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Coronavirus | Vaccines bought first using PM CARES funds cost Centre more

As demand for vaccination increases, many States have said that they are facing a shortage of doses.   | Photo Credit: VIJAY SONEJI

The first lot of vaccines were procured by the Centre using PM CARES funds at a higher rate than the subsequent rounds paid for by budgetary allocations, The Hindu has learnt from the response to a Right to Information request by a transparency activist.

The Health Ministry response said that the initial 5.6 crore doses of Covishield were bought at a pre-tax price of ₹200 and one crore dose of Covaxin at ₹295, but Finance Secretary T.V. Somanathan said both vaccines were, in fact, bought at around ₹200 only.

This is higher than the current ₹150 rate at which both vaccines are now sold to the Centre. Dr. Somanathan told The Hindu that bulk orders, advance payments and a lower demand situation had helped in negotiating for the lower rate, “which may not be replicable” for future orders by States or others.

From January 16 to May 7, India has administered a little over 16.5 crore vaccine doses.

At a time of surging demand due to the second wave of COVID-19 infection, vaccine manufacturers have now slapped price tags ranging from ₹300 to ₹1,200 per dose for their sales to State governments and private players.

The difference in cost in the vaccines paid for by budgetary allocations and by PM CARES, which the Centre says is a non-governmental fund, came to light in the Health Ministry’s May 2 response to an RTI query filed by Commodore Lokesh Batra (Retd). It said that initially the Government of India through PM CARES funds procured 5.6 crore doses of Covishield from Serum Institute of India at the unit cost of ₹200 (plus 5% GST of ₹10) and one crore doses of Covaxin from Bharat Biotech at ₹295 (plus tax of ₹14.75). This round of vaccines was initially aimed at frontline and healthcare workers, but offtake was relatively poor.

“However, at present, Government of India through Union Budget has procured the COVID-19 vaccines (COVISHILED 10 crores doses and COVAXIN 2 crores doses) at the unit cost of Rs. 157.50/- including taxes (Rs. 150 + 5% GST),” said the RTI response, adding that an additional 11 crore doses of Covishield and 5.5 crore doses of Covaxin were also being procured at the ₹150 rate, in what it described as an “ongoing process”.

Dr. Somanathan said that although the list price of the indigenously developed Covaxin was ₹295, the Centre had insisted that Bharat Biotech offer a discount to match the level of the foreign-developed, Indian manufactured Covishield. Hence, both vaccines were bought at a price of approximately ₹200 per unit in the first round paid for by PM CARES funds, he said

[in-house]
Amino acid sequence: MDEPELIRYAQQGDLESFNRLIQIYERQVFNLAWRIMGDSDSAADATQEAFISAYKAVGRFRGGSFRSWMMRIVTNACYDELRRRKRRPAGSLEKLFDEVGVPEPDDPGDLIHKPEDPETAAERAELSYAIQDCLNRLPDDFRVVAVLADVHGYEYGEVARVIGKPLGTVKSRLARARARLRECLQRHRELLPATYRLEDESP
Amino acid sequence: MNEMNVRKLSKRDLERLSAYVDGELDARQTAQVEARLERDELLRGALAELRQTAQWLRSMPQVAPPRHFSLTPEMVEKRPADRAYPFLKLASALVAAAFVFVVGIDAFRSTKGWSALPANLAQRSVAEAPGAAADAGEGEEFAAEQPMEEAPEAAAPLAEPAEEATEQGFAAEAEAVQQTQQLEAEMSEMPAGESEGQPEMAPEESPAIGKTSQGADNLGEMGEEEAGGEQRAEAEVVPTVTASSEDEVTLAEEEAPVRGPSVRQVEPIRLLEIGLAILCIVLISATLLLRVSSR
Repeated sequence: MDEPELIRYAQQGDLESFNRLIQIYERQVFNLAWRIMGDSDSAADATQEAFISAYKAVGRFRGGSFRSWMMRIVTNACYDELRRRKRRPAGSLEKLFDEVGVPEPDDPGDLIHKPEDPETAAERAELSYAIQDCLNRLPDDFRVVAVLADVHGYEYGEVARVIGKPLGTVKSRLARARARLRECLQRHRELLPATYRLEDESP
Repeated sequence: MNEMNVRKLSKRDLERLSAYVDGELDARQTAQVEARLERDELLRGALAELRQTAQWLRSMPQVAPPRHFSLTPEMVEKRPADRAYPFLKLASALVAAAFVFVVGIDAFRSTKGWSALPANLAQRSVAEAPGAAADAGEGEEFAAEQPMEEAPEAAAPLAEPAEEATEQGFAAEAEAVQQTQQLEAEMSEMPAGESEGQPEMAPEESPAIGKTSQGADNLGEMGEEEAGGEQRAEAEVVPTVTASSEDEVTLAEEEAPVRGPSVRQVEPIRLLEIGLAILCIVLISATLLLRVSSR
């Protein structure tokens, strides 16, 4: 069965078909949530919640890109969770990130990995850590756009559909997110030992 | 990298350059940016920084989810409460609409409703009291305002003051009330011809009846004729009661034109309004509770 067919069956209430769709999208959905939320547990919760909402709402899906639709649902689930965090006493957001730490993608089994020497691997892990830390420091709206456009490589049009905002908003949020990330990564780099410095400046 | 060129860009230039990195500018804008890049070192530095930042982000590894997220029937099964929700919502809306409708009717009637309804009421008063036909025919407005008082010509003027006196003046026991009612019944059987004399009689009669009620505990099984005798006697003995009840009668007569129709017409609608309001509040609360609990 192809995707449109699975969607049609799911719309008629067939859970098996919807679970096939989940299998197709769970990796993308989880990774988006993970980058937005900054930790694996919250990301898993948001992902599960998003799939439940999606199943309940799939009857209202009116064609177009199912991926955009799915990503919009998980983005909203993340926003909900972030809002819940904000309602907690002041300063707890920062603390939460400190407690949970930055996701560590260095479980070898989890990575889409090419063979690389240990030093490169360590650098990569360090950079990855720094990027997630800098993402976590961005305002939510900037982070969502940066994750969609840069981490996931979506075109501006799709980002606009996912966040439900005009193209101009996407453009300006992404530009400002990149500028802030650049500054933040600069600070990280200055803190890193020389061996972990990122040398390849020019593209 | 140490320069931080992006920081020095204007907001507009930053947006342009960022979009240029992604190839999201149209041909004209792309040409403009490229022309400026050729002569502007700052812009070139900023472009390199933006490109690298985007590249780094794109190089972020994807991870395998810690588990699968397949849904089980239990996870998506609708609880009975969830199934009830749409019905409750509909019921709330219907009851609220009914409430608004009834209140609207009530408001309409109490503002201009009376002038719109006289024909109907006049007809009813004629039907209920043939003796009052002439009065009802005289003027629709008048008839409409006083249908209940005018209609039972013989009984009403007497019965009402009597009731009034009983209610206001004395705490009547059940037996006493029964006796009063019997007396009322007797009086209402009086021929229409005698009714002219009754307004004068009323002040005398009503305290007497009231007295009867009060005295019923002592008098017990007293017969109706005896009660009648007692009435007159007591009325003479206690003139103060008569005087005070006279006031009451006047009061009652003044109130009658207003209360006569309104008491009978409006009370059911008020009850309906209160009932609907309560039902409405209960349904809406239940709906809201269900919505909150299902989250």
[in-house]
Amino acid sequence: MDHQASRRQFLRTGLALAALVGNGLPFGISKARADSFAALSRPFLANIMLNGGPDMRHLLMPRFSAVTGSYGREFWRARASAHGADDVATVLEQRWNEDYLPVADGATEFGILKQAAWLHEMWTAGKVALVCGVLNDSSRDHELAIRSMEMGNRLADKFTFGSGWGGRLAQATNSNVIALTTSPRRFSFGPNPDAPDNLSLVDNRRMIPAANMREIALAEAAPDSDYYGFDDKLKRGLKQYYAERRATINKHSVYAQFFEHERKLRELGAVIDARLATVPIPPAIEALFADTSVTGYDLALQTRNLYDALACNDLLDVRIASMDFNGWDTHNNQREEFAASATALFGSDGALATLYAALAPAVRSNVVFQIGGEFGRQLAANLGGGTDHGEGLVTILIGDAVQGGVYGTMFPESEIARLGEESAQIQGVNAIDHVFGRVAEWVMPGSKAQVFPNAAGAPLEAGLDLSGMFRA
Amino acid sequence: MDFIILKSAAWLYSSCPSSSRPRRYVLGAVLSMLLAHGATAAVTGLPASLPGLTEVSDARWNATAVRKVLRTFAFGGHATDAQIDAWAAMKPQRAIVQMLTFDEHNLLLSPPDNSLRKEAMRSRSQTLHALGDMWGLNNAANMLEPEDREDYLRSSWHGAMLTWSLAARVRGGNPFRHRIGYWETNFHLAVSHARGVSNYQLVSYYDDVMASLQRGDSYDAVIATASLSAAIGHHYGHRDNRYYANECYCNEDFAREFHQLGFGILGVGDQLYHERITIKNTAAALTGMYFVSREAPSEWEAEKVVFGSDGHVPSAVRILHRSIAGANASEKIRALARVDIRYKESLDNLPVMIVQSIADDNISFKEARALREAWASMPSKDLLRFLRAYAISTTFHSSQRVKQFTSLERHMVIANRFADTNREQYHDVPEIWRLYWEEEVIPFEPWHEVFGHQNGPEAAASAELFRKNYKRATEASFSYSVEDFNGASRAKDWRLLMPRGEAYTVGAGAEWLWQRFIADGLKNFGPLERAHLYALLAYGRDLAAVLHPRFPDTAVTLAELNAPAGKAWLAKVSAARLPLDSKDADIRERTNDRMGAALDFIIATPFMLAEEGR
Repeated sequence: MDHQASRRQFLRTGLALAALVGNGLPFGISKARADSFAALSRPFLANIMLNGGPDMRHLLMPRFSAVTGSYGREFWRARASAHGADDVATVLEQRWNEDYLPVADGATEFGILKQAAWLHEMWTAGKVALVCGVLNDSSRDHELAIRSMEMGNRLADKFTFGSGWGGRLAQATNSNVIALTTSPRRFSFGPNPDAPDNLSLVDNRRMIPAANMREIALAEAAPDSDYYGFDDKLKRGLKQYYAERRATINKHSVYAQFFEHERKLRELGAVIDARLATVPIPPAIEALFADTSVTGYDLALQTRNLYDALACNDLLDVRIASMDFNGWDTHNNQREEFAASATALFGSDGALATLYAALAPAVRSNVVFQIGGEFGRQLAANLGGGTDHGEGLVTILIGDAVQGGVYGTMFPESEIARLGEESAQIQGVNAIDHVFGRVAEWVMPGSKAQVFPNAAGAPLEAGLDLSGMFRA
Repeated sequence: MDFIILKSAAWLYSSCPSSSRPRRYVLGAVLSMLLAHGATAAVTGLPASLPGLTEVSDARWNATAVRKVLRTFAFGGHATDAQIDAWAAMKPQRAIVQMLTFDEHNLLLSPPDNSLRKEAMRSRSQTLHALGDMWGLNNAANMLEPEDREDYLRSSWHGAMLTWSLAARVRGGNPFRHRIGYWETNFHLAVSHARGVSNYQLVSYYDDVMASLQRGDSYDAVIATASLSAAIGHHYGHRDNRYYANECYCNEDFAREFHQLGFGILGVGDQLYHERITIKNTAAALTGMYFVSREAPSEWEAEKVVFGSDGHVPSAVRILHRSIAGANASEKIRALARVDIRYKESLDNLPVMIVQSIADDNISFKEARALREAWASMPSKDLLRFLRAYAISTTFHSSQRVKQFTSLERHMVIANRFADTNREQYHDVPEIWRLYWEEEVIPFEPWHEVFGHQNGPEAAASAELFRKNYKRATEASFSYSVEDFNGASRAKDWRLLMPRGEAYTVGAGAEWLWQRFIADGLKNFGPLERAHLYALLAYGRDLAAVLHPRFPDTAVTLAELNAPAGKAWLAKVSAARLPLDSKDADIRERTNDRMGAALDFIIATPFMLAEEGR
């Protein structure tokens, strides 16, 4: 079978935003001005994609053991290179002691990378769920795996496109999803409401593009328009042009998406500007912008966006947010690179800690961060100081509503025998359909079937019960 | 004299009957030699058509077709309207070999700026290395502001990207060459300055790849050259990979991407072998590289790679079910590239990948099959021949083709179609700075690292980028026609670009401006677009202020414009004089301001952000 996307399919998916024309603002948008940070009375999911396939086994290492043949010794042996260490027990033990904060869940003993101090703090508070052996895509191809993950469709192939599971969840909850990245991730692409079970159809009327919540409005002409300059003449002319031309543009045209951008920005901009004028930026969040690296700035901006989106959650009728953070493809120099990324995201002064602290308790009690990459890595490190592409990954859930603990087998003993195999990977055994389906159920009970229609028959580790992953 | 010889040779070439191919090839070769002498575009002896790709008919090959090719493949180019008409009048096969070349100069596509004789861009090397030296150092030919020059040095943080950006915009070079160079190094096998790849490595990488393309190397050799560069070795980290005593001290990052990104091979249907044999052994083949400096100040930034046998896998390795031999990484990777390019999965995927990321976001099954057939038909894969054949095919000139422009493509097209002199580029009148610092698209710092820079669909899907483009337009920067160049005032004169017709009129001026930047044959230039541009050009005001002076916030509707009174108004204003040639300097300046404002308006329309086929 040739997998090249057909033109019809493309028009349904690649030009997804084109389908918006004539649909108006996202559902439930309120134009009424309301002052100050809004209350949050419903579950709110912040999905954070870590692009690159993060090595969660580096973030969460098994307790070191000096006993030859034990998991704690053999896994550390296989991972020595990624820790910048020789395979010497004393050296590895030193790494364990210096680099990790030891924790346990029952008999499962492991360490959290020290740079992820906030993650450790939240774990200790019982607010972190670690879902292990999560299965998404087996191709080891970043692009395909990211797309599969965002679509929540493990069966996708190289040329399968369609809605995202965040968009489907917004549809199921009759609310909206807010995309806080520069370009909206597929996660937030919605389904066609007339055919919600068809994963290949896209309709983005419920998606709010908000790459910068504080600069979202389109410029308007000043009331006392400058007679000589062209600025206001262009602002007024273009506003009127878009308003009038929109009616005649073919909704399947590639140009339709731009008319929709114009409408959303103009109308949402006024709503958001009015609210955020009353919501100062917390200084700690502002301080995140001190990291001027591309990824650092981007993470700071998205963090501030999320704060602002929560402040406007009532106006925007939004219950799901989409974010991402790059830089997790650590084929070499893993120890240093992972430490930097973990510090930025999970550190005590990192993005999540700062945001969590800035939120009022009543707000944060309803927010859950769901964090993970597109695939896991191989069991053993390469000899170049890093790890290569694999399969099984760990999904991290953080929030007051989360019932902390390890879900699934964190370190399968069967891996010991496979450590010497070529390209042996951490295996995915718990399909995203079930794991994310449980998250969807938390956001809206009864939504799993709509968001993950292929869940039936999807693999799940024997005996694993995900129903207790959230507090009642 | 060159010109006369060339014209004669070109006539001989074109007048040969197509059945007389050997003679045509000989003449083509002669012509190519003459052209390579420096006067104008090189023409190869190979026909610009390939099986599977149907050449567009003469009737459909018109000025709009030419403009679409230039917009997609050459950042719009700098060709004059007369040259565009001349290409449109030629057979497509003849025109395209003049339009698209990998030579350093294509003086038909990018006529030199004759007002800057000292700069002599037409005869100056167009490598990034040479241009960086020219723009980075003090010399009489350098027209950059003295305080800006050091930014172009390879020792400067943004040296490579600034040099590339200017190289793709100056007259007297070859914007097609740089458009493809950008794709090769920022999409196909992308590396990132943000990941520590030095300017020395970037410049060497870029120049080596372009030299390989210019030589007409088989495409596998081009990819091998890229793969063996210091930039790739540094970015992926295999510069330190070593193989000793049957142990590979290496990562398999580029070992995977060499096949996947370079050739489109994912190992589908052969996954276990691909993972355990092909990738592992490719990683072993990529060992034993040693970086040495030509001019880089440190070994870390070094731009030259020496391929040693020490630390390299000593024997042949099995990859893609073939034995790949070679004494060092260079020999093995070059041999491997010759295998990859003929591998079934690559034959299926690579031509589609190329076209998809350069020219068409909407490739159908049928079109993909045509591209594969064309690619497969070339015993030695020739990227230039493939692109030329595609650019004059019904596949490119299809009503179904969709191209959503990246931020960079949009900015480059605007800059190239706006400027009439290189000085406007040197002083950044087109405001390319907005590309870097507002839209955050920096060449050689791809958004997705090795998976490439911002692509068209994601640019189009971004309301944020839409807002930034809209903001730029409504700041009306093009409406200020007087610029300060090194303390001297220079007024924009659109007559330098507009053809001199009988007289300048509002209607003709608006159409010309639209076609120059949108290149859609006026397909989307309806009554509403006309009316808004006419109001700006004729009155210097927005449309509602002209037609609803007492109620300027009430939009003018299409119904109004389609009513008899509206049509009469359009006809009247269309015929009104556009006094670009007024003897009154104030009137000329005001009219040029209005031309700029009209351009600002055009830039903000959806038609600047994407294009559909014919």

Asked for clarification, a Bharat Biotech spokesperson only pointed to Health Secretary Rajesh Bhushan’s statement on January 12 that the company sold 38.5 lakh doses to the Centre at ₹295 per unit and gave 16.5 lakh doses for free as a special gesture, bringing the per unit price for a 55 lakh dose order to ₹206.

Adar Poonawala, CEO, Serum Institute of India, didn't respond to a text message for comment on the differences in price.

The second round of vaccines purchased through the Health Ministry budget came at the lower cost of ₹150 because it was a bulk order with a significant advance payment, said the Finance Secretary.

“The second round, which was entirely from the government, had two elements. One, it was a much larger order. It is common in all kinds of manufacturing, including in vaccines and drugs, that larger orders get smaller prices, because there is a commitment to a larger quantity, and we are saying we’ll take this much at one go. And there was always a contemplation of and eventually, giving of an advance,” he said. In contrast, payment was only made after supplies were delivered in the case of the initial PM CARES order.

“It was a negotiated bulk price. I take pride in the fact that government tries to negotiate hard on behalf of the tax payer,” he said. “These are important commercial elements. They may not be replicable in other orders placed by others, whether State governments, or whatever we do later, depending on size, terms and circumstances. That’s where it is not an exact replicability,” he added.

Dr. Somanathan noted that “the situation has evolved” since then. From a time of vaccine hesitancy, India has moved to a high demand situation. “Demand was the biggest constraint until three weeks ago, now it is supply which is the biggest constraint,” he pointed out.

A criticism of the government has been that it didn't procure enough doses in the beginning of the year to sufficiently inoculate enough Indians to possibly blunt the impact of the ongoing second wave. Over the past month, several States have complained about the differential price of vaccines and many experts have pointed out to India being an exception among major vaccine-administering companies in not inoculating all its citizens for free.

The PM CARES fund has also come under criticism for a lack of transparency, as the Centre insists it is not a governmental fund, and thus not subject to RTI.

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Printable version | Jun 21, 2021 1:48:42 AM |

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